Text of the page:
Independent Student Newspaper of UW Oshkosh Campuses

The Advance-Titan

Independent Student Newspaper of UW Oshkosh Campuses

The Advance-Titan

Independent Student Newspaper of UW Oshkosh Campuses

The Advance-Titan

Agatha Christie’s murder mystery comes to Fredric March Theatre

After a season full of crucial contemporary topics, such as gun laws, censorship and capitalism, the UW Oshkosh theatre department will end its season with Agatha Christie’s murder mystery “And Then There Were None,” running this weekend at 7:30 p.m. Thursday through Saturday and 2:00 p.m. on Sunday at the Fredric March Theatre.

Based on Christie’s book, though with minor differences, “And Then There Were None” takes place on an isolated island where guests arrive for a pleasant holiday, but the visit goes downhill when a mysterious voice accuses the guests of certain crimes and people start dying.

Director Jane Purse-Wiedenhoeft said it’s exciting to direct a show where the focus is on the story after doing several shows centered on current social issues.

“As a director, I like to like what I’m directing, and often times there’s some kernel of meaningful information or something that I think we should be doing or saying at a university, but then you get tired of doing that and I want to do something just for fun,” Purse-Wiedenhoeft said.

Purse-Wiedenhoeft said there is, however, an examination of the gray area that surrounds right and wrong.

“When we find out the reasons why these people were selected to come to the island, you realize that people might not always be what they seem, and all these people do have skeletons in their closets,” Purse-Wiedenhoeft said.

Purse-Wiedenhoeft said the play displays how much the standard for what is considered violent has changed in our society.

“Historically, I think it’s very interesting to watch and realize how very jaded we are about murder and violence, that this [play] seems so tamed compared to what we see on TV,” Purse-Wiedenhoeft said.

Purse-Wiedenhoeft said the violence, though, isn’t the focus of the show, but rather the suspense.

“I just hope at intermission I hear people trying to figure out who the murderer is,” Purse-Wiedenhoeft said. “That will be fun hearing them struggle with who the murderer is.”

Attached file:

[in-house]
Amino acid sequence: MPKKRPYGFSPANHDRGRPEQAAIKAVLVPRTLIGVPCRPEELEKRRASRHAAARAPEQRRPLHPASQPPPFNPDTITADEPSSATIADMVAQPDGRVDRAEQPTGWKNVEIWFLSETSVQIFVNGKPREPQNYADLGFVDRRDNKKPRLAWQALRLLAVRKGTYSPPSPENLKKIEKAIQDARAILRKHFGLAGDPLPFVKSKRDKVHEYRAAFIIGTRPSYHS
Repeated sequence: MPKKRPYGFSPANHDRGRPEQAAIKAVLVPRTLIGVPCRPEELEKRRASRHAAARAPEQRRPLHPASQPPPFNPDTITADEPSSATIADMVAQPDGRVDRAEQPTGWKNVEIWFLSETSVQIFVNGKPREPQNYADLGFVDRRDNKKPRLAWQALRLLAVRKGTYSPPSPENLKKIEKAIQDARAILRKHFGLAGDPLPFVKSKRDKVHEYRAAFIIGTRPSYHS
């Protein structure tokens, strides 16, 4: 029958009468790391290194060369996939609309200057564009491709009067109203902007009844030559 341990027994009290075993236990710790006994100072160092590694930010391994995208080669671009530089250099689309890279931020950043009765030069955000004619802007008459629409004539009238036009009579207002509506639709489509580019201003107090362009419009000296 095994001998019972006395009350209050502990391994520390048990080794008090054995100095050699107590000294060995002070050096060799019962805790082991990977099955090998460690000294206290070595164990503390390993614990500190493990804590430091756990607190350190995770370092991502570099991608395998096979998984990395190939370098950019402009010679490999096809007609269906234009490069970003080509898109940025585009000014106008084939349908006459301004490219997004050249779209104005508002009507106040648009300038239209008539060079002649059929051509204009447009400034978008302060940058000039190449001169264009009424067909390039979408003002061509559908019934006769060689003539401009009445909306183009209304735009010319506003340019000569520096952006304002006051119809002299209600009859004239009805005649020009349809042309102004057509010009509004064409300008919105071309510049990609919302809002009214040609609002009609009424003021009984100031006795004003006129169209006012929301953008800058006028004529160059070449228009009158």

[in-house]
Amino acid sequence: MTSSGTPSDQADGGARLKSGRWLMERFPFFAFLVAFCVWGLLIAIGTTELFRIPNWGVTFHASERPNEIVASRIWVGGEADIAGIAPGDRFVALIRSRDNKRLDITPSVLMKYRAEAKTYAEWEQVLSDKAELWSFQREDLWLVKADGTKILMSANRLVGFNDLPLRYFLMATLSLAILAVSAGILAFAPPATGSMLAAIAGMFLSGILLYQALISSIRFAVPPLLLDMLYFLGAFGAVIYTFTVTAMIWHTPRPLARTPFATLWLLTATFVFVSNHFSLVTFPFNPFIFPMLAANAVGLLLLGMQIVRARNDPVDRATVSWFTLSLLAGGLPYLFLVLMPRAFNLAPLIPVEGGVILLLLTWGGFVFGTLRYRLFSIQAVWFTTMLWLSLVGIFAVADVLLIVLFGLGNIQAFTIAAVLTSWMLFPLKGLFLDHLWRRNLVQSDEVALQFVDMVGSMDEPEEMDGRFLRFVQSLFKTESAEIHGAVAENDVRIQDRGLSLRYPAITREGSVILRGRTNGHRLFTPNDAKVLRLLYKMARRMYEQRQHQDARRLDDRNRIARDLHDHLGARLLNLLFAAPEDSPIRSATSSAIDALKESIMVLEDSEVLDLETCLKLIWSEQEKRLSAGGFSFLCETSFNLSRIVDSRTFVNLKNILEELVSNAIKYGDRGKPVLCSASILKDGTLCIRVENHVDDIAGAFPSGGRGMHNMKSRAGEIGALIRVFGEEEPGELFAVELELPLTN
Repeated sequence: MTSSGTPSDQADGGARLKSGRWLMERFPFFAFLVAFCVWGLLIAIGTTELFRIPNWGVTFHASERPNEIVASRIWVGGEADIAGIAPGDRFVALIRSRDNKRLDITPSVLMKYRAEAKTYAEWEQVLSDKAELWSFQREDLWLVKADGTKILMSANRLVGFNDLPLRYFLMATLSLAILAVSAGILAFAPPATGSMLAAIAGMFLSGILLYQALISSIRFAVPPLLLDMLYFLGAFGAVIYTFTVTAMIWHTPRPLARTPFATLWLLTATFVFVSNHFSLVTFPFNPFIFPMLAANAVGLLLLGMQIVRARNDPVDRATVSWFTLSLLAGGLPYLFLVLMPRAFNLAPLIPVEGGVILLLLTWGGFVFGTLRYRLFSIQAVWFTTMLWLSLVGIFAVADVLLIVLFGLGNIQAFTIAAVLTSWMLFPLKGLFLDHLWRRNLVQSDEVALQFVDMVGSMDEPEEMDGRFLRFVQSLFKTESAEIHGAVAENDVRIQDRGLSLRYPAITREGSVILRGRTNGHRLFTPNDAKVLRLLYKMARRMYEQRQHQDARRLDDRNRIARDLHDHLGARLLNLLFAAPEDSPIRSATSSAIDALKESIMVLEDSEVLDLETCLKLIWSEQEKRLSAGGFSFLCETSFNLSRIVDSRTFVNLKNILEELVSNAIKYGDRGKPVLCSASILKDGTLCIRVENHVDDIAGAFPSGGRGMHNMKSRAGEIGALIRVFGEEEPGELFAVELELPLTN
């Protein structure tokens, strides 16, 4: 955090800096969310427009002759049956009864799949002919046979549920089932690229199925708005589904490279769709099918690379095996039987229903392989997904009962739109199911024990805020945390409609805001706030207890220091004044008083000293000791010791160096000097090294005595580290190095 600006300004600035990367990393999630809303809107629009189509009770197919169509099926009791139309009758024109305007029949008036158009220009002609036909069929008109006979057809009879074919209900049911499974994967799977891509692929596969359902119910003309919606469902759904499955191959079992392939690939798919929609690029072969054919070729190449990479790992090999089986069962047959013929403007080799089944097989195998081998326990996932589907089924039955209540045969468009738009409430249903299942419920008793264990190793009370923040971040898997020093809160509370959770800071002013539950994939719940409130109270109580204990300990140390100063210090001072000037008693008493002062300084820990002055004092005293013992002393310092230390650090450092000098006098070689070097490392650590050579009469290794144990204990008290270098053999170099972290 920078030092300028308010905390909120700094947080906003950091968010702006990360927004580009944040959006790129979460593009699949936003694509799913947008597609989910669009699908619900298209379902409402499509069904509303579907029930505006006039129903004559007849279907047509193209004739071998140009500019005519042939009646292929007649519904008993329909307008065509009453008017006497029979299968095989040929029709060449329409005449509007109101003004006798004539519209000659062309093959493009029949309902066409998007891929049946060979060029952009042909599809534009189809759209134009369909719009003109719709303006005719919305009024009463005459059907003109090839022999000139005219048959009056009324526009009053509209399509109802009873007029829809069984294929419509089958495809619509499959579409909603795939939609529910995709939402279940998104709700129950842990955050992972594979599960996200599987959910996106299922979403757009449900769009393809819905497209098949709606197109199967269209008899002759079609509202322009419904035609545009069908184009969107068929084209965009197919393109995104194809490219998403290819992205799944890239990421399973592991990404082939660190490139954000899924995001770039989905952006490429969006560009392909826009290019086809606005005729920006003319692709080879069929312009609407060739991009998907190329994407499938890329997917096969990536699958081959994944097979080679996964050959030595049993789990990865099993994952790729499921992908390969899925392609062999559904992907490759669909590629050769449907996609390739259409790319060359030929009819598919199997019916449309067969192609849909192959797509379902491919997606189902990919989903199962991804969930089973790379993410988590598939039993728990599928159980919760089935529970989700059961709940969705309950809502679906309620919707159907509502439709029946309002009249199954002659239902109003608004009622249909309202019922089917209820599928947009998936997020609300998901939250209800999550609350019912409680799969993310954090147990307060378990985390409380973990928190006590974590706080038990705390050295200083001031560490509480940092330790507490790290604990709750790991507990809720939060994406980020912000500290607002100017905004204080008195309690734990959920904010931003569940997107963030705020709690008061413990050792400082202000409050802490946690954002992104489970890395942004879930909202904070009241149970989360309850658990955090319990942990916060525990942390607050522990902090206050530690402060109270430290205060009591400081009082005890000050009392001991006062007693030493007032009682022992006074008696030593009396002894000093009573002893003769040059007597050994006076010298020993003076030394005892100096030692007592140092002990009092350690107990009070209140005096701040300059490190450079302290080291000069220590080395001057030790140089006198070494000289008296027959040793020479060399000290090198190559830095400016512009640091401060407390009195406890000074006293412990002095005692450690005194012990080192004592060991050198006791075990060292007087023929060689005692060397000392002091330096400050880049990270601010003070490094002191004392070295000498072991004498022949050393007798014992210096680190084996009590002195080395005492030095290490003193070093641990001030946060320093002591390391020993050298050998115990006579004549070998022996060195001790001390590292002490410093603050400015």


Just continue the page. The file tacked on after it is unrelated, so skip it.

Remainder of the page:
Garret Johnson, who plays Captain Philip Lombard, said the cast has struck a balance between the murders happening onstage with a sense of humor offstage.

“We, as a cast, have been through quite a bit, and I enjoy working with these people a lot, and I feel as though we all gel and have a certain chemistry with each other,” Johnson said.

Mary-Margaret Clementi, who plays the young secretary Vera Claythorne, joined the cast three weeks into the rehearsal process and said her shortened rehearsal time, though intimidating at first, forced her to dive head-first into her role.

“Since coming [to UWO], 40 has been my youngest character age, and I am not someone who acts like they’re 20, even though I am 20,” Clementi said. “So it’s very difficult to act like a 25-year-old, but it’s good to have variety.”

Parker Sweeney, who plays detective Blore, said the British dialect, which is essential for any Agatha Christie play, has been fun for the cast to learn and explore.

“Overall, nailing the British dialect has been a rather fun challenge,” Sweeney said. “During the course of [my] childhood, my friends and I always goofed around with British dialects to trick people while we played Xbox, so it’s fun to see that doing that had helped.”

Sweeney also said the theatre department’s final show is a good encapsulation of everything he has learned during the season.

“Ultimately, it has helped me stay focused, and I believe during the course of the [rehearsal] process I have grown, especially as I look back at this season and see how much I have progressed,” Sweeney said.

Johnson, too, said “And Then There Were None” has helped him reflect on the growth he has experienced as an actor during the year.

“I think I have grown as a person; I honestly do,” Johnson said. “I think I have grown as a voice of reason and experience.”

Clementi said the play will leave the audience guessing and rooting for their favorite characters to survive.

“I’ve had aunts and uncles say ‘Oh, I love the book,’ but the play is so much better,” Clementi said. “You get to see the characters and become invested in them and you don’t want them to die.”

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